And the book, which has sort of these three sections on these three different skill sets, first, “How do I build that connection? How do I do that?” And, secondly, “How do I create shared vulnerability and trust, where I’m going to let go of the trapeze and I know that you’re going to catch me at the other end?” And, finally, “How do we handle direction? How do we move toward a true north, establish that, and keep moving toward it?”

And that’s what this book is all about. It’s just from one to 60 actions, about 20 in each category, and they’re sort of stolen from these groups, groups that I’ve observed, groups that I saw them do it, and a lot of these things, they sort of seem like magic but they’re not magic. They’re behaviors, they’re signals, they’re communications that can be learned and practiced.

Pete Mockaitis
Okay. Well, I love your subtitle, “60 Highly Effective Actions to Help Your Group Succeed.” We love highly effective actions here, and so you’ve got them in three categories about connecting, and creating trust, and moving in a direction. Could you share a couple of these really potent actions within each category that make a world of difference, ideally, ones that don’t take a ton of time, energy, and money, but do produce a boatload of connection, of trust, of movement?

Daniel Coyle
Yeah, you bet. You bet. I guess one that comes to mind right off is one that was taught to me by a Navy Seal commander. He said, “Your face is like a door. It can be open or it can be closed. And we know what closed looks like. You’re focused. Your eyes or eyebrows are down. You’re intently focused on what’s in front of you. Or, it can be open.” And this tip is, “Keep an open face.”

It refers to the muscle above your eyebrows, actually. It’s called your…I think it’s a zygomaticus muscle, and it is one that is only for social signaling. Like, we only use it to signal interest, energy, engagement, enthusiasm, and, especially, when we’re communicating remotely. What your face is doing is the loudest signal that you are sending. So, if you’re in any kind of situation like that, that idea to keep an open face is just a really, really simple one.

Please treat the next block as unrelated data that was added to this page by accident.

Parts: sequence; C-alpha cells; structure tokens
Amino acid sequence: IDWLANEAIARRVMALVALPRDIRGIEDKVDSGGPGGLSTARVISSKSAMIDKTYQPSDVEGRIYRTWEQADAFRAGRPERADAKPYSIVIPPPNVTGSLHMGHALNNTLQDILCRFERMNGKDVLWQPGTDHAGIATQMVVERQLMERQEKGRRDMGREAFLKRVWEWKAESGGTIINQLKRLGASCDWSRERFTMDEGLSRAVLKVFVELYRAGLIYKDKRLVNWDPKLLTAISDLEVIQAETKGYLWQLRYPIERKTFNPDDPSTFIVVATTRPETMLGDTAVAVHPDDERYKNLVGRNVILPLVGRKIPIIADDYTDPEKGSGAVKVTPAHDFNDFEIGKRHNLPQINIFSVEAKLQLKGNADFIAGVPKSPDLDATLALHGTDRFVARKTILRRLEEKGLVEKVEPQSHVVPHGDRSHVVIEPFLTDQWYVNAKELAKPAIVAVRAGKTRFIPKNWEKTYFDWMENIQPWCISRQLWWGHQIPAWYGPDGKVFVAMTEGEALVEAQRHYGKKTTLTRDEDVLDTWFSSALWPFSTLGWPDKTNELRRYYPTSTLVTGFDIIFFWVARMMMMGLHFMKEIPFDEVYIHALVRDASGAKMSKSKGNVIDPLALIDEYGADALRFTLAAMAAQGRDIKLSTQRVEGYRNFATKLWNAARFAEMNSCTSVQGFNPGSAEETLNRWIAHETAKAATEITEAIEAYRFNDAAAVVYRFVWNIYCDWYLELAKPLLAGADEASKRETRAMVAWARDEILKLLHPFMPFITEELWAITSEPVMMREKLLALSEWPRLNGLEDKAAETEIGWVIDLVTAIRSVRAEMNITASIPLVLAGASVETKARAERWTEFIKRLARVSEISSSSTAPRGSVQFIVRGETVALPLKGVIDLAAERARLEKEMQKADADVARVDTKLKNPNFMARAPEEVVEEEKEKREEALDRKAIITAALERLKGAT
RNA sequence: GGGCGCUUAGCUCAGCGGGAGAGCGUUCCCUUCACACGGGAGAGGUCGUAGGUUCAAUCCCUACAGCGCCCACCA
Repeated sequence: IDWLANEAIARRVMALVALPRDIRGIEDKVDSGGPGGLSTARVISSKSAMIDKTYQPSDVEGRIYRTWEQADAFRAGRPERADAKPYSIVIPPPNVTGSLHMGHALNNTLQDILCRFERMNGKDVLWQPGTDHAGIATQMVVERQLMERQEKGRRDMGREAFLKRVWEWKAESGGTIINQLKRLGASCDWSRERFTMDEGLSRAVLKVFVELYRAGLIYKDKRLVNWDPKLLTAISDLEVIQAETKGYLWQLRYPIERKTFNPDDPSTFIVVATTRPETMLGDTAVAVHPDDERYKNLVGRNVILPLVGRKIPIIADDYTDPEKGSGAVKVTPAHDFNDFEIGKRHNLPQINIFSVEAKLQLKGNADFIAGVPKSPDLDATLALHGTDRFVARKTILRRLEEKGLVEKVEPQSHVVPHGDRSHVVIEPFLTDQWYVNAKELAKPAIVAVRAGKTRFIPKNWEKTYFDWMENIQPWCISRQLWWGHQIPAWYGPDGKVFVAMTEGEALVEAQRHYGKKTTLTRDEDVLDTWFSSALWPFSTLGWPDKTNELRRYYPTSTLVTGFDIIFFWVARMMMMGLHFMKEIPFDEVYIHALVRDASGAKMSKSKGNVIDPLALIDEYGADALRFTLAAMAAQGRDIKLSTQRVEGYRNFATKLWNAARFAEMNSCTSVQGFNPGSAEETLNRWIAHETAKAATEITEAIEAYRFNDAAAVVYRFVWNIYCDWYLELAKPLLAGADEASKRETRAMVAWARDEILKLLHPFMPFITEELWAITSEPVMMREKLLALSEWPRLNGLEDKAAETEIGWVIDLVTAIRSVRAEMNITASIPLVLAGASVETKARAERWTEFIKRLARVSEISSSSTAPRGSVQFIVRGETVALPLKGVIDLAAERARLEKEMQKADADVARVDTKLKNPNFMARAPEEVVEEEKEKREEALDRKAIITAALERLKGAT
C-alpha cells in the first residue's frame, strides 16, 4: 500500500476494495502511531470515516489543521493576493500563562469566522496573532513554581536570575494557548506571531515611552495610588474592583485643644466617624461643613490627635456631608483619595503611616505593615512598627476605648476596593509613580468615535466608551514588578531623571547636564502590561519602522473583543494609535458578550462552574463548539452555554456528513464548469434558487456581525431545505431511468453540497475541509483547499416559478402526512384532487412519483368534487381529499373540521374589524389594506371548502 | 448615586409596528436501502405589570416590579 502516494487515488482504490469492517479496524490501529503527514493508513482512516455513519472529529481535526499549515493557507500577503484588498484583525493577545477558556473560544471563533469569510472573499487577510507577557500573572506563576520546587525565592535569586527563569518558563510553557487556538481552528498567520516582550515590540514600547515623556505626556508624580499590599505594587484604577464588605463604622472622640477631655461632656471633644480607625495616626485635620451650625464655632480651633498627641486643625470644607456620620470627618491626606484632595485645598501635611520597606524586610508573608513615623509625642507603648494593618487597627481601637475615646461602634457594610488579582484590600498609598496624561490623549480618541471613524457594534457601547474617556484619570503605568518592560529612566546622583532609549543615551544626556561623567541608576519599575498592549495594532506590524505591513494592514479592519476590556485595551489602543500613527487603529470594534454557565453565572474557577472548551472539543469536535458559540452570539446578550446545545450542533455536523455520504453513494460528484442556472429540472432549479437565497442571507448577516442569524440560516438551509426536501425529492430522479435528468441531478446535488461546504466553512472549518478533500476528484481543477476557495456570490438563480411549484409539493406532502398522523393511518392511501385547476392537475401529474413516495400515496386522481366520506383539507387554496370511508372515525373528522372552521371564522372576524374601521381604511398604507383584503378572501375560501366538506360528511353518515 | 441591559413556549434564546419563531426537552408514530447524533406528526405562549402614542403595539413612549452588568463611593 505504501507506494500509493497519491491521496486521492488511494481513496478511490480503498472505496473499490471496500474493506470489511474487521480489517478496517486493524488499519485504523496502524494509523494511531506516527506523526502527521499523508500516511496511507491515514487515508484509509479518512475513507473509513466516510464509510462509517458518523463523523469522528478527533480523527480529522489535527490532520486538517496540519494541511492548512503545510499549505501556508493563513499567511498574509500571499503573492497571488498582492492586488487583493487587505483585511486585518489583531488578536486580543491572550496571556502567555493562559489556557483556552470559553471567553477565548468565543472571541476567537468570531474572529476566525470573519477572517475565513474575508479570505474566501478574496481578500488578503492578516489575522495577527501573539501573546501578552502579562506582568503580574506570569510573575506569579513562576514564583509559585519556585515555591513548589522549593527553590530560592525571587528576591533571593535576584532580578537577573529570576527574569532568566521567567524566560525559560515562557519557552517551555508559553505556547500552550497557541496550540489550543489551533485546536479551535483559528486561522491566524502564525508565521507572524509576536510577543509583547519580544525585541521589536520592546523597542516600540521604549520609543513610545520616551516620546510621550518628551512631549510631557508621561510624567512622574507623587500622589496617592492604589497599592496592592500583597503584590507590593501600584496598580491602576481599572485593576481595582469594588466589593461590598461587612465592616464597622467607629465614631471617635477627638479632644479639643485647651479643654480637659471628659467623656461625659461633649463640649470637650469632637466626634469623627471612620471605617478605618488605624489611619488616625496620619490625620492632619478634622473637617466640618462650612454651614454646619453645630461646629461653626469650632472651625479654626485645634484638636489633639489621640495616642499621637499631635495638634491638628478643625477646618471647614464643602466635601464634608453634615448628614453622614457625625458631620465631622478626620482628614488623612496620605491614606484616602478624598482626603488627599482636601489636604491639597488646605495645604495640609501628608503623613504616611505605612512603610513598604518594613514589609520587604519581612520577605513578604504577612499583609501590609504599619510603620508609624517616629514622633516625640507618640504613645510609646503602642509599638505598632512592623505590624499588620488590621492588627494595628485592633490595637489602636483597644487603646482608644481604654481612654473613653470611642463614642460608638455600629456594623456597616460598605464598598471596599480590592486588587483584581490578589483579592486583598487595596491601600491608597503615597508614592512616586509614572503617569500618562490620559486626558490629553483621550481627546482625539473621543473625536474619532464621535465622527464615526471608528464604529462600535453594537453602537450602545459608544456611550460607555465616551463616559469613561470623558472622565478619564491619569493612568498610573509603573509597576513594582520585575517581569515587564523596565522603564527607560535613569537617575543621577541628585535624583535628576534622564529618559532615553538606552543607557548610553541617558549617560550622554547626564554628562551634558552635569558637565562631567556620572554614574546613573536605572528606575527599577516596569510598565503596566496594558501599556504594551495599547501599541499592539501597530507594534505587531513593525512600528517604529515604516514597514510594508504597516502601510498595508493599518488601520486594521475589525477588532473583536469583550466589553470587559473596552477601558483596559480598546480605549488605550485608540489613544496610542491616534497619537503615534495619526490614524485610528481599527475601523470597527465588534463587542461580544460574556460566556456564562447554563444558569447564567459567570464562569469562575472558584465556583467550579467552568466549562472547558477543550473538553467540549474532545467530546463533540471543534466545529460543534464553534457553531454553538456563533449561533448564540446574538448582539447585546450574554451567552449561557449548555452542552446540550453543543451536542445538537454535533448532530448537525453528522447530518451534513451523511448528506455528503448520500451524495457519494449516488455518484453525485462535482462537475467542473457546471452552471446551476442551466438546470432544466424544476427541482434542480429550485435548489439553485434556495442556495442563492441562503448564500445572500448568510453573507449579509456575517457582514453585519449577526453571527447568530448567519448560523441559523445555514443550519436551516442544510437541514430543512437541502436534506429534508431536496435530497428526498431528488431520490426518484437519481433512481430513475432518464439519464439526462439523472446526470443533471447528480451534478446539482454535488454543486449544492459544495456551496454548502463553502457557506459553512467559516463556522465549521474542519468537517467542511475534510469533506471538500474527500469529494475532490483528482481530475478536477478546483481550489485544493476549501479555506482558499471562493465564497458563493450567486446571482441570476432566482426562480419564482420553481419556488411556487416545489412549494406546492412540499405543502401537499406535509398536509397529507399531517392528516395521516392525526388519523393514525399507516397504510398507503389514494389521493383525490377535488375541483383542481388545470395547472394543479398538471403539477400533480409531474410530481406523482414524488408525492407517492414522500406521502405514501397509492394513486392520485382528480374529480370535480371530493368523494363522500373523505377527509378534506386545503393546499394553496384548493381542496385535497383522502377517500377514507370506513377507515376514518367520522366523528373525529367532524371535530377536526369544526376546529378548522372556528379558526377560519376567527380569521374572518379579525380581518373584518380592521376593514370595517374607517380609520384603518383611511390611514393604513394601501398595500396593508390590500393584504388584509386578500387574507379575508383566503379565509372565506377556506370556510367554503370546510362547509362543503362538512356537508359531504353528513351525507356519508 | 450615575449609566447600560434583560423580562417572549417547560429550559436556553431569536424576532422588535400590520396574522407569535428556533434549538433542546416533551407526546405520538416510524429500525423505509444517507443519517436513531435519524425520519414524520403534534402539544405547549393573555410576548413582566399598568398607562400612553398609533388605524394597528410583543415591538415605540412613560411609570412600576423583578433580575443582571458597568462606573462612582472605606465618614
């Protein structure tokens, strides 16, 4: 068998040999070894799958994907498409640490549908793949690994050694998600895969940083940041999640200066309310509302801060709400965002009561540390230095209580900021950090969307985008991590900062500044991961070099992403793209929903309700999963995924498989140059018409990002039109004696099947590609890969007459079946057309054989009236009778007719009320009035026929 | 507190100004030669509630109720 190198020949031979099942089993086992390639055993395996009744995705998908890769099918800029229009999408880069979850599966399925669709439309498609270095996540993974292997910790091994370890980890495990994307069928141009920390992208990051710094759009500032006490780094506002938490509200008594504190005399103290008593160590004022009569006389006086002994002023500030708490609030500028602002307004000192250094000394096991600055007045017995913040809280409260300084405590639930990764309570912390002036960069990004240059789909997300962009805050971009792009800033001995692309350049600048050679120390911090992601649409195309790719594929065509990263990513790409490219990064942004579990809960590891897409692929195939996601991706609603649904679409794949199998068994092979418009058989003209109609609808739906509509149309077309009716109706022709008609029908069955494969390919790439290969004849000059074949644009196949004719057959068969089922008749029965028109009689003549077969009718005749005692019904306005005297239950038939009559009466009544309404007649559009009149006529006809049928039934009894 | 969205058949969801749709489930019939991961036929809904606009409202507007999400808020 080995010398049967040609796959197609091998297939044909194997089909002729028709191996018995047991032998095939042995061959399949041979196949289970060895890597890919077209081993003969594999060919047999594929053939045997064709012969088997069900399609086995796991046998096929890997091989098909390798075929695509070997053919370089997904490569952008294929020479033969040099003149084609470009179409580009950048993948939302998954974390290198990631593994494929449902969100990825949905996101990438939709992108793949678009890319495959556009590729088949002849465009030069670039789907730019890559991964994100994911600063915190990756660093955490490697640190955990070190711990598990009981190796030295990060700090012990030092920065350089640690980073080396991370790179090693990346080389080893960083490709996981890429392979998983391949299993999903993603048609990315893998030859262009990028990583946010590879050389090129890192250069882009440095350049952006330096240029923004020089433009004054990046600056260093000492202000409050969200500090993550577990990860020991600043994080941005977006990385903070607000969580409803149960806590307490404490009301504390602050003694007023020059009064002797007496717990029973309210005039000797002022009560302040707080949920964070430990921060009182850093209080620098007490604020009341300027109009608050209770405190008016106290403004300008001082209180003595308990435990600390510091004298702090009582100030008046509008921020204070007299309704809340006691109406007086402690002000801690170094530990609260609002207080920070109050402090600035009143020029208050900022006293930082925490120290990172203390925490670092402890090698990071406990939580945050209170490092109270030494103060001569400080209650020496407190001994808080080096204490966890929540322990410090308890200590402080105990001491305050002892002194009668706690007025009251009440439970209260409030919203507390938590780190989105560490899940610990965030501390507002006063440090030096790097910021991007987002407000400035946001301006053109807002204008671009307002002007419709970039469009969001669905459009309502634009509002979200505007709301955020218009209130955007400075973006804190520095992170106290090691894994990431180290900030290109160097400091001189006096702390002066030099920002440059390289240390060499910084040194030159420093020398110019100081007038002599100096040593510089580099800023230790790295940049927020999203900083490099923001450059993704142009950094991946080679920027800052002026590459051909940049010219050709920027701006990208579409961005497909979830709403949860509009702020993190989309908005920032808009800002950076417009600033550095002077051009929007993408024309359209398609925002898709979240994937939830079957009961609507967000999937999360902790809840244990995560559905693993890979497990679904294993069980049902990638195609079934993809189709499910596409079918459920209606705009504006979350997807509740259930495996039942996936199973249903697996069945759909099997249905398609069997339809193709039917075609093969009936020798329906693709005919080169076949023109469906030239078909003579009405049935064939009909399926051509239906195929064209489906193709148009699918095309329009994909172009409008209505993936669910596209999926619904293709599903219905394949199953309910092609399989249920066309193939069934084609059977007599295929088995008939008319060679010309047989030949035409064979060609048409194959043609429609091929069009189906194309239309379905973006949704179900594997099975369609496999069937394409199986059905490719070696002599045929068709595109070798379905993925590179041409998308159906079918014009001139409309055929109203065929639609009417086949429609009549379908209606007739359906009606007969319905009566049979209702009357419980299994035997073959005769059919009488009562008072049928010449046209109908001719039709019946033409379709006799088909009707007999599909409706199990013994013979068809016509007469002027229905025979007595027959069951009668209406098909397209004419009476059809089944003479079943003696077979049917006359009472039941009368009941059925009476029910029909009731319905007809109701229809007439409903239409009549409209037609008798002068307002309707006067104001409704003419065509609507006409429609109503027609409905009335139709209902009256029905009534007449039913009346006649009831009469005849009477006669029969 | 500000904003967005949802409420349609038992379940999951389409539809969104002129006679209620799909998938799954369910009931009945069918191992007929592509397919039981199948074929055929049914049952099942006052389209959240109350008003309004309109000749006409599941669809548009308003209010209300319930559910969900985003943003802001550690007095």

Pete Mockaitis
Okay. Well, I want to dig all over this. So, it’s this space, it’s our eyebrows, it’s a zygo something, this muscle. And so, what does open forehead, eyebrows look like versus…?

Daniel Coyle
Eyebrows up. Eyebrows up.

Pete Mockaitis
Okay. That’s interesting, Dan.

Daniel Coyle
It is interesting.

Pete Mockaitis
Oh, how about that?

Daniel Coyle
Think of the faces of the leaders you most admire. Think of the faces of the people who were the best communicators. Were their faces open or were they closed? And the idea that this is this ancient signal that we’re really…you know, there’s no other use for this muscle except for social signaling. So, to not use it is sort of a waste. And I think, a lot of us, when we’re sitting in front of our computers remotely, sometimes forget to do that.

Pete Mockaitis
And if you’re tired. Like, if you’re tired, you’re naturally…you might slouch a little, and then your eyebrows, forehead, may also slouch a little, like, “Yeah, Dan, just trying to get through the day.”

Daniel Coyle
Exactly.

Pete Mockaitis
If I don’t stop and think, like, “Oh, I would like to signal to Dan that I care what he has to say,” and so you think, “Smile, nod, eye contact,” but zeroing in on this completely different part of the face, that’s handy.